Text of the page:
JOSHUA TREE — Testing for the new coronavirus is underway at the Continuing Care Center in Joshua Tree after one resident tested positive for the virus.
Residents and staff members have all been notified and are being tested for the virus, Tenet spokesman Todd Burke said Monday.
The Continuing Care Center is a skilled nursing facility run by the Tenet Healthcare corporation, the same company that leases the Hi-Desert Medical Center.
“The Continuing Care Center and Hi-Desert Medical Center have the appropriate personnel and the necessary equipment to treat patients and residents who may present with COVID-19 symptoms,” Burke said in a released statement.
‘I don’t know what to do’
After hearing about positive cases at nursing homes across the country, Sheila Danielle Ortega’s worst fears became reality Sunday afternoon, when she got a call from her mother, Rhonda.
“When I said “Hi, Mom,” it was silent for a few seconds,” Ortega said in an email interview.
“I heard her voice, shaky and quiet. She answered, ‘Hi, baby girl.’ I know that tone in her voice, I immediately knew something was wrong. I asked her if she was OK. Again it took a few seconds and she said, ‘There is a patient in here that is being quarantined; she had a fever.’”
Ortega’s mom said a nurse told her about the quarantine and added that facility staff would be keeping all the doors shut.
Ortega said the second time her mom called, she confirmed the news.
“She just said, ‘The patient tested positive, they just came in and confirmed it. I don’t know what to do, there is nothing I can do, I’m just stuck lying here … I just want to get out of here, I just want to go home.’”
Effective Monday, the Continuing Care Center stopped accepting new residents.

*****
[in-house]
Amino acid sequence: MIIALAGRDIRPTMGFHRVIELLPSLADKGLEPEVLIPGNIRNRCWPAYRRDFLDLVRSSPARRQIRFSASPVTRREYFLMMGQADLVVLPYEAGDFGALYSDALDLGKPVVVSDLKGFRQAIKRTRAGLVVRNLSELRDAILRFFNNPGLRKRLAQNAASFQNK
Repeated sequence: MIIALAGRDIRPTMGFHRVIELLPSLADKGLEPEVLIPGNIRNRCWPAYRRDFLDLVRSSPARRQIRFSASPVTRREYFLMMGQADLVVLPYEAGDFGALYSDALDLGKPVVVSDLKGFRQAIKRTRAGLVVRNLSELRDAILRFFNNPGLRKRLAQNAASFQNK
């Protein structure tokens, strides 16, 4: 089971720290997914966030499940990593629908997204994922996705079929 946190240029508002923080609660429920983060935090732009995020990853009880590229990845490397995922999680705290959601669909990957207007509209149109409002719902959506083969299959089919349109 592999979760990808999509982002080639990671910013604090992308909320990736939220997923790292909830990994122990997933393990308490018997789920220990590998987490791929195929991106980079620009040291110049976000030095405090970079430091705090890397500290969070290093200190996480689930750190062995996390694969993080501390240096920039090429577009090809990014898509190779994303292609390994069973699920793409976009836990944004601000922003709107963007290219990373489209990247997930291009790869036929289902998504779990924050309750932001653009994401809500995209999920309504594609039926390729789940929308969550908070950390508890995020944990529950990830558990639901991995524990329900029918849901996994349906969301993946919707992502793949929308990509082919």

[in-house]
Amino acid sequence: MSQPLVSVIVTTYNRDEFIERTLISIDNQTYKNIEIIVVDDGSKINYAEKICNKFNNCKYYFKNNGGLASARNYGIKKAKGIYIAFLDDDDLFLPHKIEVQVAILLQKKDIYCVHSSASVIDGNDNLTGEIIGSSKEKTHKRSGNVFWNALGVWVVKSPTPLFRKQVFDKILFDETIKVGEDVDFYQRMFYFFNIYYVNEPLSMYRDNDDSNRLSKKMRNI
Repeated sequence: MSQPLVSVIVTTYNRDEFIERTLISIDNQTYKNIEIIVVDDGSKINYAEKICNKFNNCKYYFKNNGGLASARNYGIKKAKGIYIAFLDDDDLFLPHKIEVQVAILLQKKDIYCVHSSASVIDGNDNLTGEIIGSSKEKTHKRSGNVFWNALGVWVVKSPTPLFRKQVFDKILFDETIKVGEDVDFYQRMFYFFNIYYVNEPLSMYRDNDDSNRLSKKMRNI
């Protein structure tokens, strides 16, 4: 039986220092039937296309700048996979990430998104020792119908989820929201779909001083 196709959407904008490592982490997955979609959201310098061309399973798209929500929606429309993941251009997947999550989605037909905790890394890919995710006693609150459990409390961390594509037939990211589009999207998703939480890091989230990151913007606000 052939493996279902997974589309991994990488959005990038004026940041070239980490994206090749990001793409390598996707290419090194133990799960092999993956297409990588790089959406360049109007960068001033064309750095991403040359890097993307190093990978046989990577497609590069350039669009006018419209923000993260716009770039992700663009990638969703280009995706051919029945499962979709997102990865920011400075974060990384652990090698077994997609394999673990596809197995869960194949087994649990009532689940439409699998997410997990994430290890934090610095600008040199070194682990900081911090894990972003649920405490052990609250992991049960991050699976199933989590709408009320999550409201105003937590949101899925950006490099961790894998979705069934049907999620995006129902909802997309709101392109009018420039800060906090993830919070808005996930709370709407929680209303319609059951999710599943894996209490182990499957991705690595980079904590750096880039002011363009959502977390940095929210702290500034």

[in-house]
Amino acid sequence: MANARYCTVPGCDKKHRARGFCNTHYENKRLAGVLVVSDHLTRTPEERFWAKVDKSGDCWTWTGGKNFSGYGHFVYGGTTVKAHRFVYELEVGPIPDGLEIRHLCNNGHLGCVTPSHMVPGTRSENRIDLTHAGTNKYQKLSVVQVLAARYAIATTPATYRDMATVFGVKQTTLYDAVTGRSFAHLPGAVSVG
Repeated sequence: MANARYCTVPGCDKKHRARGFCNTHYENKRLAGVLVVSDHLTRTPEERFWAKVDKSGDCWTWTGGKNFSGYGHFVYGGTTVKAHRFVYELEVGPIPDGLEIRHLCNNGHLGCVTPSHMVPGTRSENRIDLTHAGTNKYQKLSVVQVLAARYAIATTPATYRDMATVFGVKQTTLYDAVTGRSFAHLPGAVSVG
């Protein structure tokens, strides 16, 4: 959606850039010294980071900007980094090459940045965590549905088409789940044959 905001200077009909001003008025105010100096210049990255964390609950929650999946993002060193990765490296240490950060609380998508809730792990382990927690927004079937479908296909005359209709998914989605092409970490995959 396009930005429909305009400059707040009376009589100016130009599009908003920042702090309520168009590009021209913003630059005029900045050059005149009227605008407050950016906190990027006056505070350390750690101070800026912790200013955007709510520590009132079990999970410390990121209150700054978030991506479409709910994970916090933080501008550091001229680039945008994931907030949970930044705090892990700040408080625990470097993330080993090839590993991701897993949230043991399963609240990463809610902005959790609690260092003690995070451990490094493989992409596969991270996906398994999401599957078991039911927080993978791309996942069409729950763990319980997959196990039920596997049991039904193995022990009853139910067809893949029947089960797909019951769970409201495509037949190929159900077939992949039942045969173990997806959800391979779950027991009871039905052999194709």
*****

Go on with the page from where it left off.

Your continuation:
“The Continuing Care Center and Hi-Desert Medical Center are committed to keeping our residents, patients, staff and community safe, and will continue to follow guidance from the CDC, Centers for Medicare & Medicaid Services and the San Bernardino County Department of Public Health,” Burke stated.
Nursing homes called hotspots for spread
San Bernardino County has 530 confirmed cases of the new coronavirus and 16 deaths of county residents ranging in age from 42 to 95 have been associated with the disease, the latest Health Department numbers show.
As of Tuesday morning, there were five cases in the Morongo Basin: three in Yucca Valley and two in Joshua Tree.
Gov. Gavin Newsom on Saturday identified San Bernardino County as one of four nursing home “hotspots” in the state. There are 171 state-licensed nursing facilities in San Bernardino County caring for at least 6,600 of the county’s most at-risk residents.
Ortega’s mother has been at the CCC since the end of January. She was waiting at the CCC for hip surgery because she had developed a blood clot in her left calf from being immobilized for months.
“Prior to the COVID-19 pandemic, she didn’t have many complaints about her stay at the CCC,” Ortega said.
Ortega said her mother has not been in contact with the resident who tested positive, but feared exposure could happen easily since she said the practice is to rotate nurses and staff throughout the facility.
“She just kept crying and saying, ‘This feels like a nightmare, this cannot be happening. The woman is in a different hall than me but Sheila, they rotate nurses and CNAs. I’ve probably been exposed,’” Ortega said, recalling the conversation.
“Now she is terrified that whatever nurses that were taking care of the COVID-19 positive patient, may have exposed her to it,” Ortega said.
Ortega said her heart sank when her mom confirmed the news of the positive case. She didn’t know what to say.
Trying to control her crying, she said her mom told her, “I’m going to go, baby, and try to rest. I love you.”
Ortega plans to monitor her mother’s care and the CCC.
“I will continue to check on my mother and I am going to call the facility and ask what their plan of action is to see that this doesn’t spread through the facility like wildfire and what is to be done to make sure this never happens again.”